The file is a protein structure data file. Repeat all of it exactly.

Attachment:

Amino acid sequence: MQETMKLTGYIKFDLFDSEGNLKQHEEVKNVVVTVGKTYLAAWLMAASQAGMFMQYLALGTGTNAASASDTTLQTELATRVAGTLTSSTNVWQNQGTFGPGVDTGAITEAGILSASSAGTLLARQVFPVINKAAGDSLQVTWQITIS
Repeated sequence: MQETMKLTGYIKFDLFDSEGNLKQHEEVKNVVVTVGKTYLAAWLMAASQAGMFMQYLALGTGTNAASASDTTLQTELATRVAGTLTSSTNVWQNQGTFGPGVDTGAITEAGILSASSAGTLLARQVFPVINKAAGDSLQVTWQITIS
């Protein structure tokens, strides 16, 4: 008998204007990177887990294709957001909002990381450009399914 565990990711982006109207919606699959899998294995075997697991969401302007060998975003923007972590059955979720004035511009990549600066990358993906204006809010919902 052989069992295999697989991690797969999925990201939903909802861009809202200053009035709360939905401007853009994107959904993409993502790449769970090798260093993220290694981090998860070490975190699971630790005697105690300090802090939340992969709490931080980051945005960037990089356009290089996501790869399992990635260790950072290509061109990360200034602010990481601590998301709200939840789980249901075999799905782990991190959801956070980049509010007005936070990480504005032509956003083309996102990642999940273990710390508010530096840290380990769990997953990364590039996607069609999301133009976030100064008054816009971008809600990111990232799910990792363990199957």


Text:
Amino acid sequence: MQETMKLTGYIKFDLFDSEGNLKQHEEVKNVVVTVGKTYLAAWLMAASQAGMFMQYLALGTGTNAASASDTTLQTELATRVAGTLTSSTNVWQNQGTFGPGVDTGAITEAGILSASSAGTLLARQVFPVINKAAGDSLQVTWQITIS
Repeated sequence: MQETMKLTGYIKFDLFDSEGNLKQHEEVKNVVVTVGKTYLAAWLMAASQAGMFMQYLALGTGTNAASASDTTLQTELATRVAGTLTSSTNVWQNQGTFGPGVDTGAITEAGILSASSAGTLLARQVFPVINKAAGDSLQVTWQITIS
């Protein structure tokens, strides 16, 4: 008998204007990177887990294709957001909002990381450009399914 565990990711982006109207919606699959899998294995075997697991969401302007060998975003923007972590059955979720004035511009990549600066990358993906204006809010919902 052989069992295999697989991690797969999925990201939903909802861009809202200053009035709360939905401007853009994107959904993409993502790449769970090798260093993220290694981090998860070490975190699971630790005697105690300090802090939340992969709490931080980051945005960037990089356009290089996501790869399992990635260790950072290509061109990360200034602010990481601590998301709200939840789980249901075999799905782990991190959801956070980049509010007005936070990480504005032509956003083309996102990642999940273990710390508010530096840290380990769990997953990364590039996607069609999301133009976030100064008054816009971008809600990111990232799910990792363990199957």